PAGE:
To match the new DebonAir fork springs, RockShox has also worked on its rear air shocks to achieve the same outcome: less friction. The main change is in the air can, which is now manufactured with a different method that creates a smoother and more consistent surface internally that is not only more cylindrical from top to bottom, it also allows lubricating oil to stick to it better.
The big change to the air can is the transfer port between the positive and negative air chamber. Instead of punching two transfer ports into the air can (and potentially distorting the overall ’roundness’ of the air can’s internal diameter), the new air can has three transfer ports CNC machined in. We’re told the process makes everything a whole load more consistent for smoother performance, and reduces that ‘hammock’ feeling you can sometimes get when squishing a rear shock around the carpark.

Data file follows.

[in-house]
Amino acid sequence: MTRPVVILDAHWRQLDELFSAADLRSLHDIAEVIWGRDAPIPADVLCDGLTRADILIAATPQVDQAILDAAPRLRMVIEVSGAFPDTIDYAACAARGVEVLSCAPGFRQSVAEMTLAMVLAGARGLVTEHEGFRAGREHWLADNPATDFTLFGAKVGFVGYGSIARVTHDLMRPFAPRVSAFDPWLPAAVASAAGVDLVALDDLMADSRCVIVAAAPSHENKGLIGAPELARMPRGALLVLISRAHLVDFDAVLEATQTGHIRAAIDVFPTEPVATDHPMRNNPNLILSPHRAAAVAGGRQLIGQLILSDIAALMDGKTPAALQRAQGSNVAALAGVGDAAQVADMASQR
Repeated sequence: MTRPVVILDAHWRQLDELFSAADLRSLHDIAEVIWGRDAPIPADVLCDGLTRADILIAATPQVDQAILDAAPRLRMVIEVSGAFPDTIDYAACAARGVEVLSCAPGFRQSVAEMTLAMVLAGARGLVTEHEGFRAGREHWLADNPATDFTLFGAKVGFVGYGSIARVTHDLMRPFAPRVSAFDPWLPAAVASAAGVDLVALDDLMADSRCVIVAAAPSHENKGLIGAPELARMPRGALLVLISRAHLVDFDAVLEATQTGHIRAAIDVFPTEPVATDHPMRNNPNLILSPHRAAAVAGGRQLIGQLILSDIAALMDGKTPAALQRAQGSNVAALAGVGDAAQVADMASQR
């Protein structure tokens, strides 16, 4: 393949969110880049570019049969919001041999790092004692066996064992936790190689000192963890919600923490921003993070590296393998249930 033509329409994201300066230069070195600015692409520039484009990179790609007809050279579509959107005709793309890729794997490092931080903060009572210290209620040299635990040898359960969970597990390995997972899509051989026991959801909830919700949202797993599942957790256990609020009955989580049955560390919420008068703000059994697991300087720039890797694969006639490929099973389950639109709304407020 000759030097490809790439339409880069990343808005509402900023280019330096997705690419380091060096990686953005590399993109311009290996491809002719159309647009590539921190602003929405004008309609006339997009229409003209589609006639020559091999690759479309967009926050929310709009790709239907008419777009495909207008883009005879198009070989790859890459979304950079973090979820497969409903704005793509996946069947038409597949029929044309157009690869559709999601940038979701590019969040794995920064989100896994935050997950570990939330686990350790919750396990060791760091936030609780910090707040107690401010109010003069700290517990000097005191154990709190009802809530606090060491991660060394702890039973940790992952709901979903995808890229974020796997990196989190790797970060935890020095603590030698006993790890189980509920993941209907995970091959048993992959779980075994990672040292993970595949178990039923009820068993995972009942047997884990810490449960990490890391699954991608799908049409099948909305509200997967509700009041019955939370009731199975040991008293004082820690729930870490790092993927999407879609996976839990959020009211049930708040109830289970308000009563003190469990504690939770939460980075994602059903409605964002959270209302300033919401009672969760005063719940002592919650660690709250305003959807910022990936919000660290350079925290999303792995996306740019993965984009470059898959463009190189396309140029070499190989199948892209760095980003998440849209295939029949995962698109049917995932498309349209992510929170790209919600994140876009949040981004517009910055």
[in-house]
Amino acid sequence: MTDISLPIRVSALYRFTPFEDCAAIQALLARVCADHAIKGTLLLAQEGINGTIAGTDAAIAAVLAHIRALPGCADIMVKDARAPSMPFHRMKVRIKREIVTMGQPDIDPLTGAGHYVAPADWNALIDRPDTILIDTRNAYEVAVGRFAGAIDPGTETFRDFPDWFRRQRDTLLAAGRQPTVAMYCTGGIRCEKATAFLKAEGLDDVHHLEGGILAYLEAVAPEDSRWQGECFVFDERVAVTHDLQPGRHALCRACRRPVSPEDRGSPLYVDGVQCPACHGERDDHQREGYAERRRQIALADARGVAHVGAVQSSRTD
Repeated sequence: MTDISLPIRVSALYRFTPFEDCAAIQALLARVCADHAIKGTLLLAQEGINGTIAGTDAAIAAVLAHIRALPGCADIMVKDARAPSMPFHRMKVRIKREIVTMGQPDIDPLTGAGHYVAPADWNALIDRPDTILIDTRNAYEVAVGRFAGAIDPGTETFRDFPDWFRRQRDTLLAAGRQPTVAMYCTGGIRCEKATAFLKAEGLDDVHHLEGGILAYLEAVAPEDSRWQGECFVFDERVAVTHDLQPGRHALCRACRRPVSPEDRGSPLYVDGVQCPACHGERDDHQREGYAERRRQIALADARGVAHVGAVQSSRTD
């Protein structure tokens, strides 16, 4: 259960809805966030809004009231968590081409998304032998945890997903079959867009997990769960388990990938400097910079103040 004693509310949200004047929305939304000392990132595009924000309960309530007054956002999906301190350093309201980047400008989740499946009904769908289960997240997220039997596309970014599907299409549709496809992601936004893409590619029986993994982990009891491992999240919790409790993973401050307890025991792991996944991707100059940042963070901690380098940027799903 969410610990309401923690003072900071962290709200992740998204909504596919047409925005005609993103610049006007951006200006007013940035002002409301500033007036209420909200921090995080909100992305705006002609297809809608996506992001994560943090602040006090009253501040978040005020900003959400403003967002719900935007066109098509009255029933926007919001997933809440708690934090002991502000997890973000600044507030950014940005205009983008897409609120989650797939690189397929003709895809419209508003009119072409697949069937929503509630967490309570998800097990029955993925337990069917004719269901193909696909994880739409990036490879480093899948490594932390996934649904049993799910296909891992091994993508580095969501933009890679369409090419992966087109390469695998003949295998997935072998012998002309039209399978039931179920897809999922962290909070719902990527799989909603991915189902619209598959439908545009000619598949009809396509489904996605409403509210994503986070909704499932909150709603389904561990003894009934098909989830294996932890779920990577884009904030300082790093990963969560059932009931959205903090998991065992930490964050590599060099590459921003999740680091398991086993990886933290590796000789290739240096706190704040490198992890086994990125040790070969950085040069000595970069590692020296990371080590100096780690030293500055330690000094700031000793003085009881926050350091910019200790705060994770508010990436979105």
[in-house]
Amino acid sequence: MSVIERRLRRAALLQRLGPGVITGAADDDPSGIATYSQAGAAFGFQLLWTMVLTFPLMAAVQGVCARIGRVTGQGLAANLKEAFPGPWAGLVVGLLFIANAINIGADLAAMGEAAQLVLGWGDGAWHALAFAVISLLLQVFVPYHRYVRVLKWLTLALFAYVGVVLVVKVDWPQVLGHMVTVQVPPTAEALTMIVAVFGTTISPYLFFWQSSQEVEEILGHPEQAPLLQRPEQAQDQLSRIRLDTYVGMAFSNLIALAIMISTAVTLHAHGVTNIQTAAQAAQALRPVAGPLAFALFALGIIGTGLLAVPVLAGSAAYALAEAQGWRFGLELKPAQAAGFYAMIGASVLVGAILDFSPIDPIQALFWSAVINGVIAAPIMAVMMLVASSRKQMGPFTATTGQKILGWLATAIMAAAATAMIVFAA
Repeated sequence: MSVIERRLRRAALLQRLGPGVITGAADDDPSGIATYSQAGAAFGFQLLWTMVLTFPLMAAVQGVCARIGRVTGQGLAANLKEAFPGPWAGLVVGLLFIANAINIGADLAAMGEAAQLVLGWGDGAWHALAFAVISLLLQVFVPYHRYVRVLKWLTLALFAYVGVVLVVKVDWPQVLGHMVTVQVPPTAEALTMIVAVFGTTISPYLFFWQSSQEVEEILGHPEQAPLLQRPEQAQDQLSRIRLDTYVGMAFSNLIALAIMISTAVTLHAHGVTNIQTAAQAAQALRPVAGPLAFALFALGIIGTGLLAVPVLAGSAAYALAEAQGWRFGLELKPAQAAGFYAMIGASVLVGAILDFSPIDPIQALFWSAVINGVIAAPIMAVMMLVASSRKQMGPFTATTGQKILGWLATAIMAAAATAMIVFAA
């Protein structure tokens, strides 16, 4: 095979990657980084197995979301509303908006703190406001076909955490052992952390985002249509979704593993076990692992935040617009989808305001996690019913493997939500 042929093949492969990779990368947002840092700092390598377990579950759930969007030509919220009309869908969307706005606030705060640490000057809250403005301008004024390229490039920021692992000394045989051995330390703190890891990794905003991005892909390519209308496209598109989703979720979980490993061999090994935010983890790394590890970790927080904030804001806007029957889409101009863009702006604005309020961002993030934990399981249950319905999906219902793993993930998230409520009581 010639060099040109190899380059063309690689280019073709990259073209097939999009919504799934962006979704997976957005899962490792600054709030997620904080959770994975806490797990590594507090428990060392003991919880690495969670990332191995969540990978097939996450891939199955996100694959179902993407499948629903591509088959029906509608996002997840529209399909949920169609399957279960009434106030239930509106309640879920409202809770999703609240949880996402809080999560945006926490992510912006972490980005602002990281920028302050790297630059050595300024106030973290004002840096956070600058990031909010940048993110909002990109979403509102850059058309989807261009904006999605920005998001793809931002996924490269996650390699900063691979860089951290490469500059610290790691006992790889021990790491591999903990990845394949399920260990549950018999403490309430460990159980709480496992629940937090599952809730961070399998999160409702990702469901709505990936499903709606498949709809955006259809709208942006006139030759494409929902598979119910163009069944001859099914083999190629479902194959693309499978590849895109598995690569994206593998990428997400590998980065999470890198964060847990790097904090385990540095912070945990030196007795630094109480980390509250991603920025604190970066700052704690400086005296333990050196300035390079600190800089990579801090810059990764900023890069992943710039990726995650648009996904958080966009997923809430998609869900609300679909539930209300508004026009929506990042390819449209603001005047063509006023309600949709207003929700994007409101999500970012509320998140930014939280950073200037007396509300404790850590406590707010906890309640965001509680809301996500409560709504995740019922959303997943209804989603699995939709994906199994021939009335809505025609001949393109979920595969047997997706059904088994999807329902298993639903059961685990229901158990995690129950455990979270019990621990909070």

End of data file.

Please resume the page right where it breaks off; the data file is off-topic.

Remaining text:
The new DebonAir can will be featured on all 2019 Deluxe and Super Deluxe shocks. We’re assuming it’s a retrofittable upgrade for current 2018 Deluxe and Super Deluxe air shock owners, but we haven’t had confirmation from SRAM as to pricing – we’ll update here once we do.
Aside from the air can, RockShox has also broadened the range of rebound damping built into all of its rear shocks for 2019, and has also made the steps between each ‘click’ of adjustment more consistent.